Many years ago, a friend of mine bought a large scale “double portrait” (see more information below). I am happy to say she has displayed it on her wall ever since. About 10 years later, I was contacted by a friend of hers. She wondered if I could make her something similar. Of course I took on the challenge, this time aiming for a “triple portrait”.
The idea with multi-layer portraits is to avoid immediate likeness to any of the persons used as basis for the drawing. The end result is a portrait with a very familiar face, although the onlooker is not quite able to pinpoint who the person is or resembles.
For this assignment, I followed the same approach as for the double portrait, but using 3 layers of portraits instead of two. The bottom layer is a drawing of the woman who gave me the assignment, and the “frame” is therefore based on her face. The second and third layer consists of two very famous British actresses. Many people should therefore find something familiar in this face, but the individuals in the upper two layers remain my little secret.
Size: 92 x 92 cm (approx. 36 x 36 inches). Materials: Charcoal on acid free drawing paper.
The Double Portrait
The “double portrait” consists of 2 layers. The first layer is a portrait of myself. On top of this I added a second portrait. The face I chose for the second portrait bears little to no resemblance to my own face. The end result was therefore a portrait that looks familiar to my friend, although she was not able to tell that my face was part of the portrait.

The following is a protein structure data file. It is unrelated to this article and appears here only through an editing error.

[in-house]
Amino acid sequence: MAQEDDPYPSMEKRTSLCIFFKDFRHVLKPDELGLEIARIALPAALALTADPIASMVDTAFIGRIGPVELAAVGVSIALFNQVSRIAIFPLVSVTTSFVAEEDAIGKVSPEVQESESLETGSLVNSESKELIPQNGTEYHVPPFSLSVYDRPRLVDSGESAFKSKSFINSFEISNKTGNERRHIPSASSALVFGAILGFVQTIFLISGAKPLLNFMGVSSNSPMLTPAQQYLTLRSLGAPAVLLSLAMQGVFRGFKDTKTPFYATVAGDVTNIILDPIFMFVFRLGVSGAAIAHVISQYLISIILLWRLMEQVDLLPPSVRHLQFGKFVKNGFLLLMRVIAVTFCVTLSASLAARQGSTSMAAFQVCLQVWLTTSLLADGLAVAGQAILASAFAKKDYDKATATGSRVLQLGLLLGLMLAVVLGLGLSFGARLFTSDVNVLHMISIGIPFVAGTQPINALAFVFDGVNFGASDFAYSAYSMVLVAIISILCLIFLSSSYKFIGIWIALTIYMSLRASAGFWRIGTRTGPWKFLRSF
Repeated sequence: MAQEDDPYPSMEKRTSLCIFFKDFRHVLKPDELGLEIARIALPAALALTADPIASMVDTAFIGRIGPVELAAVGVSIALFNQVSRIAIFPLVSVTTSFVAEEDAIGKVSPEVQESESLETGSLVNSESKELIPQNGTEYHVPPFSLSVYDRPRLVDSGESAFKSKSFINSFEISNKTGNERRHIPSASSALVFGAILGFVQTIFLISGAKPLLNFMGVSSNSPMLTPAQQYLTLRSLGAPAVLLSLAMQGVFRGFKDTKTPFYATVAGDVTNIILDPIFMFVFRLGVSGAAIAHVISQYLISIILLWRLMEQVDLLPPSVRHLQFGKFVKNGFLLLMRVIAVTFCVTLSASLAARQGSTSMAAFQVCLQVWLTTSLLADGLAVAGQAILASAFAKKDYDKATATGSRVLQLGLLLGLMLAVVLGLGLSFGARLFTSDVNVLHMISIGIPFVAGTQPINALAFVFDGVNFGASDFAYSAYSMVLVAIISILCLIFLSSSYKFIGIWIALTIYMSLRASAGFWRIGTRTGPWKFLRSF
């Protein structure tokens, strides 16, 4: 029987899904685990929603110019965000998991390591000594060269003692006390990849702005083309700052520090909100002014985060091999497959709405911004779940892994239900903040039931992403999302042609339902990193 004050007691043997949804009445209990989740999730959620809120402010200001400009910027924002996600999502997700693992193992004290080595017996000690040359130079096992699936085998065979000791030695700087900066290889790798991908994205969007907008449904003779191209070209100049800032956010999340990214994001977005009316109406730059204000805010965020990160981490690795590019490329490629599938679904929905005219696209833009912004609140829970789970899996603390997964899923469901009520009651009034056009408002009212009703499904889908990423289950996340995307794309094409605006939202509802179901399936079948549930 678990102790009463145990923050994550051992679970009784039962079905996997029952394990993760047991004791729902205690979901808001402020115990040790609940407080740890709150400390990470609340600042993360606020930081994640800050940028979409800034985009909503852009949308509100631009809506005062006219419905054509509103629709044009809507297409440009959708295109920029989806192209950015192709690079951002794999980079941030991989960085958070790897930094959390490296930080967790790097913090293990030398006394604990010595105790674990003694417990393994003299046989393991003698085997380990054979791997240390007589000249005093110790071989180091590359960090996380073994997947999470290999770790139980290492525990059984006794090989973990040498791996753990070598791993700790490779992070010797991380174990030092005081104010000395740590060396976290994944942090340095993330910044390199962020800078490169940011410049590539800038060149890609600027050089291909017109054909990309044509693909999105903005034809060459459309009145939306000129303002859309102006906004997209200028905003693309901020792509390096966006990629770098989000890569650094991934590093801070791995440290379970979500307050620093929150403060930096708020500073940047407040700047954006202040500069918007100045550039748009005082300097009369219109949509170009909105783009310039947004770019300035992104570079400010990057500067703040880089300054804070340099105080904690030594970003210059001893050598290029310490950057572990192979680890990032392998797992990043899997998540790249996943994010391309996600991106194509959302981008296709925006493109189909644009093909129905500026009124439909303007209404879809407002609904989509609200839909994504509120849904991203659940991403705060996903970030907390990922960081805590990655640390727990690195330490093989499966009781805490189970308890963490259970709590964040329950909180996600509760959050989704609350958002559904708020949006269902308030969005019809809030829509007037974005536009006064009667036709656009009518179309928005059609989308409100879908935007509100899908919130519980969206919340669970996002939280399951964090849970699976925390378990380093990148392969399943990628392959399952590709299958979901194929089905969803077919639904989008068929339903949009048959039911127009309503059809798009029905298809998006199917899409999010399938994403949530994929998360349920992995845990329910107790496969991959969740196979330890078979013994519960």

An unintended extra dimension was added by displaying the person with a headscarf instead of with hair. To my eyes the portrait has always looked like a woman, but I am told that this depends on the eyes of the beholder. Some people will see a female face in the portrait, others will only see a male face. Size: 110 x 96 cm. Materials: Charcoal on acid free drawing paper.
Would you like to purchase a double or triple portrait?
Feel free to get in touch with me to discuss the assignment.